3D Sports Technology is looking beyond private investment towards public crowdfunding for their latest product offering.
“We’ve laid it out, to the dollar, what we think the cost to enter two new markets,” says CTO Charles Meyer, pointing to the specific goal of $86,756 pledged by January 20th to extend the companies 3D Playbook software into volleyball and lacrosse.
“Help us get the ball rolling by joining our team to create the first ever 3D Coaching Playbook for Volleyball and Lacrosse where the animation shows the ball moving on the game field and thus allows for player movement based on ball location during play. Most of today’s coaching playbook software allows for player movement, much of it in 2 Dimensional (2D), some of it in 3 Dimensional (3D), but none of it allows for ball movement and successive player movement once the dynamics of the play shift. This never seen before coaching software will take the sports world by storm. You can be a part of the perfect storm.”
The Minneapolis-based startup was formed in the late 2000’s by Charles Meyer and Dean Dalton to offer high school and collegiate coaches with a mobile/software suite to help them teach their players more effectively. They’ve previously raised approximately $1.3m between two different private placement rounds, and to this point, have been catering to larger market segments such as football, basketball, and soccer.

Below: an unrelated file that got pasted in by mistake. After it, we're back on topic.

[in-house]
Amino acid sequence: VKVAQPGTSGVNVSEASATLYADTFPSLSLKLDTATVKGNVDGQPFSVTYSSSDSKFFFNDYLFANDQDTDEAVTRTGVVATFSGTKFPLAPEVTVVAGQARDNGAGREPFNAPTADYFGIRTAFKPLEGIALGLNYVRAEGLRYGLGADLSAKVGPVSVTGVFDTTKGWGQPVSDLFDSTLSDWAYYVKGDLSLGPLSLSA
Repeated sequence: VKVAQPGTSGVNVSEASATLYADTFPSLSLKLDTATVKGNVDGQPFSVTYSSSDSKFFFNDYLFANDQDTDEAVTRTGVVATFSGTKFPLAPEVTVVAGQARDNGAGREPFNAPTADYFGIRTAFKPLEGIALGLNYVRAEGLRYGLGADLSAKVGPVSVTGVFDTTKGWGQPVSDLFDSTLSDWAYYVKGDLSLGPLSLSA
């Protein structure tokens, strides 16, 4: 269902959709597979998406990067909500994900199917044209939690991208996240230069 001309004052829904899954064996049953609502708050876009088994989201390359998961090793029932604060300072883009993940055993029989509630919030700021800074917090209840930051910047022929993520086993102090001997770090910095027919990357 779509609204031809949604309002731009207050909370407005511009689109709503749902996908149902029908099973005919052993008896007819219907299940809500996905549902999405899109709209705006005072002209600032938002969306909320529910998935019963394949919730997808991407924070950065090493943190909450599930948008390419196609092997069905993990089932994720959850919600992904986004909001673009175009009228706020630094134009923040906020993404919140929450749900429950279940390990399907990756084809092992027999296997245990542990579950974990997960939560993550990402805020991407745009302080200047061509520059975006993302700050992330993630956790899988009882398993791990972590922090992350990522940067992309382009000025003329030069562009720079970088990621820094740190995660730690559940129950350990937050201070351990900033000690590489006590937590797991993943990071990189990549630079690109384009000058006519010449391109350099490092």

“Sporting activities like volleyball and lacrosse don’t have software like ours, but we can get to them with a lower price point if we know the demand is there.” Meyer says. To create more awareness within these distinct audiences, two “content experts” are signed-on to bring credibility, connections and marketing: renowned volleyball coach Hugh McCutcheon, and the head coach of Duke Lacrosse, John Danowski.
At least eight local tech projects have embarked on Kickstarter campaigns so far this year (Monster, Artic Flight, Bumpin Uglies, QONQR, 4S Labs, NanoQ, SmartThings, and Spark), with only one actually
meeting exceeding their financial goal. According to Kickstarters own data, about 1 out of 3 technology projects reach their targets, which would peg Minnesota’s success ratio well below average — generally speaking.
“We’ve seen local projects that have launched on Kickstarter with funding success and we’ve seen many that haven’t,” Meyer pragmatically observes. “If we generate enough reach and pre-sales, then we’ll confidently move forward with porting our technology and expanding into these areas. And if we don’t, then its based upon a good market read.”